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51. If from one angle 4 of a parallelogram a straight line be drawn cutting the diagonal in E and the sides in P, Q, shew that


52. The diagonals of a trapezium, two of whose sides are parallel, cut one another in the same ratio.


53. In a given circle place a straight line parallel to a given straight line, and having a given ratio to it; the ratio not being greater than that of the diameter to the given line in the circle.

54. In a given circle place a straight line, cutting two radii which are perpendicular to each other, in such a manner, that the line itself may be trisected.

55. AB is a diameter, and P any point in the circumference of a circle; AP and BP are joined and produced if necessary; if from any point C of AB, a perpendicular be drawn to AB meeting AP and BP in points D and E respectively, and the circumference of the circle in a point F, shew that CD is a third proportional of CE and CF.

56. If from the extremity of a diameter of a circle tangents be drawn, any other tangent to the circle terminated by them is so divided at its point of contact, that the radius of the circle is a mean proportional between its segments.

57. From a given point without a circle, it is required to draw a straight line to the concave circumference, which shall be divided in a given ratio at the point where it intersects the convex circumference.

58. From what point in a circle must a tangent be drawn, so that a perpendicular on it from a given point in the circumference may be cut by the circle in a given ratio?

59. Through a given point within a given circle, to draw a straight line such that the parts of it intercepted between that point and the circumference, may have a given ratio.

60. Let the two diameters AB, CD, of the circle ADBC be at right angles to each other, draw any chord EF, join CE, CF, meeting AB in G and H; prove that the triangles CGH and CEF are similar.

61. A circle, a straight line, and a point being given in position, required a point in the line, such that a line drawn from it to the given point may be equal to a line drawn from it touching the circle. What must be the relation among the data, that the problem may become porismatic, i.e. admit of innumerable solutions ?


62. Prove that there may be two, but not more than two, similar triangles in the same segment of a circle.

63. If as in Euclid vi. 3, the vertical angle BAC of the triangle BAC be bisected by AD, and BA be produced to meet CE drawn parallel to AD in E; shew that AD will be a tangent to the circle described about the triangle EAC.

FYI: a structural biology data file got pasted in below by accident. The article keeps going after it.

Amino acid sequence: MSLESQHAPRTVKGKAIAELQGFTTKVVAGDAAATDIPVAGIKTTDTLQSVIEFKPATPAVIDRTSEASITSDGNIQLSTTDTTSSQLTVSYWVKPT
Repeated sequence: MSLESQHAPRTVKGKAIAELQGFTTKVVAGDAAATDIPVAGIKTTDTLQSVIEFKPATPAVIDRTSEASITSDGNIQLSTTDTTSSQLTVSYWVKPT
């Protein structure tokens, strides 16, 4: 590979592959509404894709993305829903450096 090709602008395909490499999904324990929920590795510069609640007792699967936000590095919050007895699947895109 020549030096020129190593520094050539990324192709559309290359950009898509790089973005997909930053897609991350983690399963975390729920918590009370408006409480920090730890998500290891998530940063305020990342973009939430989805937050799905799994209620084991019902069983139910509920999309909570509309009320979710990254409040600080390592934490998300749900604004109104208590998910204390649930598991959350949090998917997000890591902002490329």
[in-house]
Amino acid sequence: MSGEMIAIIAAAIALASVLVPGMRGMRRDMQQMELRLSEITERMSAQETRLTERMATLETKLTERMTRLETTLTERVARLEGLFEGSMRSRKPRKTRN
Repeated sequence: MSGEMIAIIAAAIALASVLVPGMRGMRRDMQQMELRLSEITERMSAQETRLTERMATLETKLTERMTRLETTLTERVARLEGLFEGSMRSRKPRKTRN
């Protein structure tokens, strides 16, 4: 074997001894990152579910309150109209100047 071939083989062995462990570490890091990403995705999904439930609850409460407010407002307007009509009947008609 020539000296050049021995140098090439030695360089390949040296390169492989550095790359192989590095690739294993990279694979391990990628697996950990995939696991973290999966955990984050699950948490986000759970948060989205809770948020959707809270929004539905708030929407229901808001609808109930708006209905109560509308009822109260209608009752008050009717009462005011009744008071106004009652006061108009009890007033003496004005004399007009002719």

64. If a triangle be inscribed in a circle, and from its vertex, lines be drawn parallel to the tangents at the extremities of its base, they will cut off similar triangles.

65. If from any point in the circumference of a circle perpendiculars be drawn to the sides, or sides produced, of an inscribed triangle; shew that the three points of intersection will be in the same straight line.

66. If through the middle point of any chord of a circle, two chords be drawn, the lines joining their extremities shall intersect the first chord at equal distances from its extremities.

67. If a straight line be divided into any two parts, to find the locus of the point in which these parts subtend equal angles.

68. If the line bisecting the vertical angle of a triangle be divided into parts which are to one another as the base to the sum of the sides, the point of division is the center of the inscribed circle.

69. The rectangle contained by the sides of any triangle is to the rectangle by the radii of the inscribed and circumscribed circles, as twice the perimeter is to the base.

70. Shew that the locus of the vertices of all the triangles constructed upon a given base, and having their sides in a given ratio, is a circle. 71. If from the extremities of the base of a triangle, perpendiculars be let fall on the opposite sides, and likewise straight lines drawn to bisect the same, the intersection of the perpendiculars, that of the bisecting lines, and the center of the circumscribing circle, will be in the same straight line.


72. If a tangent to two circles be drawn cutting the straight line which joins their centers, the chords are parallel which join the points of contact, and the points where the line through the centers cuts the circumferences.

73. If through the vertex, and the extremities of the base of a triangle, two circles be described, intersecting one another in the base or its continuation, their diameters are proportional to the sides of the triangle.

74. If two circles touch each other externally and also touch a straight line, the part of the line between the points of contact is a mean proportional between the diameters of the circles.

75. If from the centers of each of two circles exterior to one another, tangents be drawn to the other circles, so as to cut one another, the rectangles of the segments are equal.

76. If a circle be inscribed in a right-angled triangle and another be described touching the side opposite to the right angle and the produced parts of the other sides, shew that the rectangle under the radii is equal to the triangle, and the sum of the radii equal to the sum of the sides which contain the right angle.

77. If a perpendicular be drawn from the right angle to the hypotenuse of a right-angled triangle, and circles be inscribed within the two smaller triangles into which the given triangle is divided, their diameters will be to each other as the sides containing the right angle.


78. Describe a circle passing through two given points and touching a given circle.

79. Describe a circle which shall pass through a given point and touch a given straight line and a given circle.

80. Through a given point draw a circle touching two given circles.

81. Describe a circle to touch two given right lines and such that a tangent drawn to it from a given point, may be equal to a given line. 82. Describe a circle which shall have its center in a given line, and shall touch a circle and a straight line given in position.


83. Given the perimeter of a right-angled triangle, it is required to construct it, (1) If the sides are in arithmetical progression. (2) If the sides are in geometrical progression.